Wednesday, April 01, 2015

ADHD and Mortalit ... Hey look, a squirrel!

So, one of my favorite medbloggers, Dr Kevin Pho, has an interesting post up at his blog about ADHD and early death. Written by Dr Claudia Gold, it's about a recent study that purports to show that "diagnosis with ADHD doubles the risk of early death." Dr Gold then goes on to discuss the clinical issues involved (although not clinically - it's actually a very fascinating article, and well worth the read).

I had an immediate, visceral reaction though: as always when reading these kinds of articles linking Condition X to increased mortality risk, I tend to say "show me the money." That is, the folks who have the most to lose (or gain) from this type of information are those whose actual money is at risk: life insurance carriers.

I quickly checked a couple different life insurance apps; none of them mentioned ADHD by name or acronym. Of course, they all ask about meds, so if one was on Ritalin, for example, then that condition would likely show up.

So, I reached out to one of our esteemed underwriters to see what affect, if any, such information would play in determining insurability. After all, the insurance company stands to make (or lose) a lot of money if they misunderstand the underlying issues.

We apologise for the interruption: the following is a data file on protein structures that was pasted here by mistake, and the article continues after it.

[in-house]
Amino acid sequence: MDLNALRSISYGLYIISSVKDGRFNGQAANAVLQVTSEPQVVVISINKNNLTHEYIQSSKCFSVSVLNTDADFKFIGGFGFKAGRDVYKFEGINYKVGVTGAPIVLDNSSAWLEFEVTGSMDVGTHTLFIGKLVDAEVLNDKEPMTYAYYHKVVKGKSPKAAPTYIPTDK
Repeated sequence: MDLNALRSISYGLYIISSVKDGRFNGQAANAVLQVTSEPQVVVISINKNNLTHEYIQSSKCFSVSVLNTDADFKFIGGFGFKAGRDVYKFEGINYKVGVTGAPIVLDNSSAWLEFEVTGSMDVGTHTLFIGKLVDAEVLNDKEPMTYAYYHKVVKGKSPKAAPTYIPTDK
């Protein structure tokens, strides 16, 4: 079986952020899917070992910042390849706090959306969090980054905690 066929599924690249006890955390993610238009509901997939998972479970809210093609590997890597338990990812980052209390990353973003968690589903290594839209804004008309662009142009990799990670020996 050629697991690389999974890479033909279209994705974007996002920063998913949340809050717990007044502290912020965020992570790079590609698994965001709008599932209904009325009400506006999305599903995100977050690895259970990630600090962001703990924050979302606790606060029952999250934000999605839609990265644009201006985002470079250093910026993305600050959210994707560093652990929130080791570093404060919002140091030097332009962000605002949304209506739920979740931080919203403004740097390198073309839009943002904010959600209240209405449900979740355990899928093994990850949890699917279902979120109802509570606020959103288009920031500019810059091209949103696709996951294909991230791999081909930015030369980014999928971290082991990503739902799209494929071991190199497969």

The good news is that, in and of itself, ADHD is not generally a disqualifying condition, although depending on severity, one's rate may be better or worse than someone without the condition. What was interesting, though, and echoed Dr Gold's take, is that there are often other conditions, such as anxiety or depression, that are often associated with an ADHD case, and that these could very easily affect an underwriters decision.

Folks whose ADHD is well controlled, and who are stable as a result, have little to worry about, especially as adult. Where it gets dicey is in children (and, one presumes, especially teens, although I didn't specifically ask about them).

The bottom line, then, is that the ADHD iteslf is unlikely to be much of a challenge, it's the associated conditions that could cause an underwriter to balk.

Something to consider next time you're shopping for life insurance.
blog comments powered by Disqus